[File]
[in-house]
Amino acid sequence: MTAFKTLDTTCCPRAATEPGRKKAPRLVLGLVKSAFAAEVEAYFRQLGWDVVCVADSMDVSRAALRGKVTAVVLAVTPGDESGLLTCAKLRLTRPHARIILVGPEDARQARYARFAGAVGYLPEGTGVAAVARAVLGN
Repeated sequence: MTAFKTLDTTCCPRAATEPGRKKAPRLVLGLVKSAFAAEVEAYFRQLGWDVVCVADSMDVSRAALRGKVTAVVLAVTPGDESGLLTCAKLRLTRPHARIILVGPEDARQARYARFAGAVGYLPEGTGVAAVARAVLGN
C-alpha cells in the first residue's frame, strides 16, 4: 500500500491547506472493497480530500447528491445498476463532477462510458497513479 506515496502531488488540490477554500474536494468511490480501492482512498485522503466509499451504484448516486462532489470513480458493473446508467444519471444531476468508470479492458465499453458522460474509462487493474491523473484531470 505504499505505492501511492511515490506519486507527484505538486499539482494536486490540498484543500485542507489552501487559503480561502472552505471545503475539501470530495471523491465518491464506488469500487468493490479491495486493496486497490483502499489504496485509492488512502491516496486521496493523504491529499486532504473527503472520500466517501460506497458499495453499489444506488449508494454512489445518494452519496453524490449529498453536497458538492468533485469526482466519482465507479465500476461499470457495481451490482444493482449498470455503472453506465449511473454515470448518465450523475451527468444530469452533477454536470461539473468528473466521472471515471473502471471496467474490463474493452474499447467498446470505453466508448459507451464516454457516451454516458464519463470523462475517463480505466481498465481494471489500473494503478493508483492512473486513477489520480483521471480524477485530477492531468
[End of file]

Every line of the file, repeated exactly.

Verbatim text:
[in-house]
Amino acid sequence: MTAFKTLDTTCCPRAATEPGRKKAPRLVLGLVKSAFAAEVEAYFRQLGWDVVCVADSMDVSRAALRGKVTAVVLAVTPGDESGLLTCAKLRLTRPHARIILVGPEDARQARYARFAGAVGYLPEGTGVAAVARAVLGN
Repeated sequence: MTAFKTLDTTCCPRAATEPGRKKAPRLVLGLVKSAFAAEVEAYFRQLGWDVVCVADSMDVSRAALRGKVTAVVLAVTPGDESGLLTCAKLRLTRPHARIILVGPEDARQARYARFAGAVGYLPEGTGVAAVARAVLGN
C-alpha cells in the first residue's frame, strides 16, 4: 500500500491547506472493497480530500447528491445498476463532477462510458497513479 506515496502531488488540490477554500474536494468511490480501492482512498485522503466509499451504484448516486462532489470513480458493473446508467444519471444531476468508470479492458465499453458522460474509462487493474491523473484531470 505504499505505492501511492511515490506519486507527484505538486499539482494536486490540498484543500485542507489552501487559503480561502472552505471545503475539501470530495471523491465518491464506488469500487468493490479491495486493496486497490483502499489504496485509492488512502491516496486521496493523504491529499486532504473527503472520500466517501460506497458499495453499489444506488449508494454512489445518494452519496453524490449529498453536497458538492468533485469526482466519482465507479465500476461499470457495481451490482444493482449498470455503472453506465449511473454515470448518465450523475451527468444530469452533477454536470461539473468528473466521472471515471473502471471496467474490463474493452474499447467498446470505453466508448459507451464516454457516451454516458464519463470523462475517463480505466481498465481494471489500473494503478493508483492512473486513477489520480483521471480524477485530477492531468